The Technical Communication UK (TCUK) Conference took place in Daventry, UK last week. Run by the ISTC, it is the biggest conference in the UK for anyone involved in technical communication.
As someone whose attended (and in the past help organize) these conferences, is the changing role of Technical Communicators. It is almost as if the profession is trying to find where it fits best. Are we writers, illustrators, e-learning producers, or just editors. That is perfectly demonstrated by the array of subject matter on display in the conference’s agenda.
The Conference Agenda
The agenda saw presentations on how our profession can improve the marketing and user experience (UX). It also covered more technical topics like using Github and designing a Chatbot. There was also the perennial favorite topics like DITA and videos. All in all it has something to appeal to most of us.
So why didn’t I attend? After all, I had the budget for our team to attend.
Part of the reason is our workload. Our team has two major deliverables due the week after the conference. That said with some careful planning, we could have shoehorned in a couple of days away in Daventry. It would have been pretty full on, but we’d have coped.
No. My major reason for not going was the potential information on offer. As an industry, we seem stuck in a rut, unable to answer the question of identity I posed at the start of this post. This results in a conference agenda that covers a lot of subjects, but is of little practical use to my team.
There is the argument that covering topics that are irrelevant now, gives you knowledge that may prove useful later. That’s certainly true, but only if those topics are likely to be used in the very near future. If they’re not, it’s likely that the information will be out of date when you need it.
Hashtags and all that stuff
Another problem I had with the conference this year was the lack of good social media coverage. In the past there was reasonably good use of Twitter and subsequent blog posts. This year there seems to be near radio silence. even the tweets that did appear on the #tcuk18 hashtag didn’t offer a lot, as I pointed out in an effort to change things.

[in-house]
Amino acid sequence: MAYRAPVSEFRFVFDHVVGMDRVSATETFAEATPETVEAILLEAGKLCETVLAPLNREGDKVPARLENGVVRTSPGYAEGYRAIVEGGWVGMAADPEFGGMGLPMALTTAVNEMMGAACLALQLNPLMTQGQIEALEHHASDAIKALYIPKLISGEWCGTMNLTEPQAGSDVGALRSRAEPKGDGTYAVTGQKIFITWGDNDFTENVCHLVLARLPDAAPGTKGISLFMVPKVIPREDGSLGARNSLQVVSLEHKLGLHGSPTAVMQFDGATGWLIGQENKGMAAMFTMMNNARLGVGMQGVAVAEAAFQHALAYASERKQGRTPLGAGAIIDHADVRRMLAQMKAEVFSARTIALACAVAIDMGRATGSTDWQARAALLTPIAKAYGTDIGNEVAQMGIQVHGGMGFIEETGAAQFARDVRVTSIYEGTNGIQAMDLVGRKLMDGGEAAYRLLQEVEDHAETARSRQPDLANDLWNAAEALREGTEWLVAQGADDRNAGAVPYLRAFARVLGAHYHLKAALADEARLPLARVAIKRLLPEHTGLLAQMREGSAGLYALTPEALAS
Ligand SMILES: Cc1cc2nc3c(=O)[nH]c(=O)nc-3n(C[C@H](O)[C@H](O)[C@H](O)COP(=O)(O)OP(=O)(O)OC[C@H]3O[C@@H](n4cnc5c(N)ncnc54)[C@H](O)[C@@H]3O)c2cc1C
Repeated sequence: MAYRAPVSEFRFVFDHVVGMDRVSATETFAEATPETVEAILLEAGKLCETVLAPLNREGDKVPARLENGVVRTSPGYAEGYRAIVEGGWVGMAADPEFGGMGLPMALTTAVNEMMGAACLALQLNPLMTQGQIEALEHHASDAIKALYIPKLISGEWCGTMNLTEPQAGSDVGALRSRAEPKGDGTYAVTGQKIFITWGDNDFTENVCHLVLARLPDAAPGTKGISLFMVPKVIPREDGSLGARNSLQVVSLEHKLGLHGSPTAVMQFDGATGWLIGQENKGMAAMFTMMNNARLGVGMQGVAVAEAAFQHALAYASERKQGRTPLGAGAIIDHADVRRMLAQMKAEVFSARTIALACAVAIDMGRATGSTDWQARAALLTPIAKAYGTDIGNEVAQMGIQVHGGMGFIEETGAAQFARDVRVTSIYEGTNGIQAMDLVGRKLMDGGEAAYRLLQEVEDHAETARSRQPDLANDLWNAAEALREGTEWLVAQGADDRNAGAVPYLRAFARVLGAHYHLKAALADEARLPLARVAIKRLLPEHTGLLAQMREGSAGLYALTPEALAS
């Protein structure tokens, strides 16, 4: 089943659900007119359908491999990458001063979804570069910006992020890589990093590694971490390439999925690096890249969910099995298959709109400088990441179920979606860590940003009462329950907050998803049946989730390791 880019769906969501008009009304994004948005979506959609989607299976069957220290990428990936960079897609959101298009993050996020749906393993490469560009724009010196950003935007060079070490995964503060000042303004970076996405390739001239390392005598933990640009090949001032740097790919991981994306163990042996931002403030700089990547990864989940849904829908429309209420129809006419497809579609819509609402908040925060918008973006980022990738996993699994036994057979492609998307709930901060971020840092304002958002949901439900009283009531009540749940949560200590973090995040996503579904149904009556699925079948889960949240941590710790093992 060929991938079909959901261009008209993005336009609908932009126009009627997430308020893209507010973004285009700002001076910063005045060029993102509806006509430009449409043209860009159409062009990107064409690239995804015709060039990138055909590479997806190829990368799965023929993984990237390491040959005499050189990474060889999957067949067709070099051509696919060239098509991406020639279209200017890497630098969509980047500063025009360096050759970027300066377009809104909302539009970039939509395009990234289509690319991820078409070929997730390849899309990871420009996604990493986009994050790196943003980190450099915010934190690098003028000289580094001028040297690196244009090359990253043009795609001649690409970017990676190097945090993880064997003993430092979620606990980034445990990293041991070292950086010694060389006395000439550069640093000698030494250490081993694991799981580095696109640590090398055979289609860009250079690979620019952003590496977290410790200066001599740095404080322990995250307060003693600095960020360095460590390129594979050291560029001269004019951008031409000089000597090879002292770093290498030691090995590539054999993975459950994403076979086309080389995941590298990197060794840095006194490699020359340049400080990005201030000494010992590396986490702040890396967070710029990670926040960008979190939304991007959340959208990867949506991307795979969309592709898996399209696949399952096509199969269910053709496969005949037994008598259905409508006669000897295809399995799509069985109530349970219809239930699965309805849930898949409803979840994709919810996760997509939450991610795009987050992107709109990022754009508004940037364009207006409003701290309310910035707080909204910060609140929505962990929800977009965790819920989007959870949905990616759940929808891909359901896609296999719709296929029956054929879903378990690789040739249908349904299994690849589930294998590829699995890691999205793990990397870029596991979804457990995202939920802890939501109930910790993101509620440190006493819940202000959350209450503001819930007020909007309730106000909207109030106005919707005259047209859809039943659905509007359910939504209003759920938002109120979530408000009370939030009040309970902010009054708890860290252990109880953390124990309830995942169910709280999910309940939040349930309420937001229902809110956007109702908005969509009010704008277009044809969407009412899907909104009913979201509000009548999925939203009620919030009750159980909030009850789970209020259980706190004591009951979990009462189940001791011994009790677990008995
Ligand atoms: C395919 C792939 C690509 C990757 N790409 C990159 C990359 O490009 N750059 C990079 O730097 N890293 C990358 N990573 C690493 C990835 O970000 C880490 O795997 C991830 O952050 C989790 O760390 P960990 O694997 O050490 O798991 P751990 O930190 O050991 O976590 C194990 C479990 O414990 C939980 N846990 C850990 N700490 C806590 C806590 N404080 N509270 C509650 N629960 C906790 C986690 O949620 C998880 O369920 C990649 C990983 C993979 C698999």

Tweets from the #tcuk18 conference would be even more interesting if they contained some context. Without that, they are only of use to those there.
— Colum McAndrew (@onlinecham) September 26, 2018
There were one of two people tweeting, but most of the tweets were short snapshots of words and phrases with little or no background information. We were left in the dark as to which presentation or even subject they related to. The result was more a summary for those that attended the conference, but no use at all if you weren’t there. A basic technical communication error!
Maybe it was the poor wi-fi that some reported on day one of the conference. If so, that should have been sorted. If it wasn’t, I hope the ISTC doesn’t return to the same venue until it is. Having a good internet connection at a conference is high on the list of “must haves” in my opinion.
So what next?
Personally I doubt I’ll be attending a TCUK conference anytime soon. It has always attracted a high proportion of self employed writers. It’s a great place to network with peers and potential employers. It also has a number of professionals in full time roles, often as a solitary Technical Communicator, but who crave meeting like minded folk.
That’s all cool, but for me it just doesn’t fit well with what I want. At the moment I’m looking into how my team will cope with:
- An impending Salesforce integration, and whether we’ll use it or just deliver to it.
- If we just deliver to Salesforce, what changes in technology are required.
- Changes in the Engineering Department that affects how my team works.
Another priority for me is developing the Technical Communicator team. They are fairly young. They’re keen to learn, and have done a great job to date, but I want them to see what else the industry is doing. They would almost certainly have got more out of the TCUK Conference than me, but most of it would have been fairly useless to them going forward.
The long and the short of it is, if we’re going to invest £1000 for a delegate to attend, it has to deliver more than just nice to know information.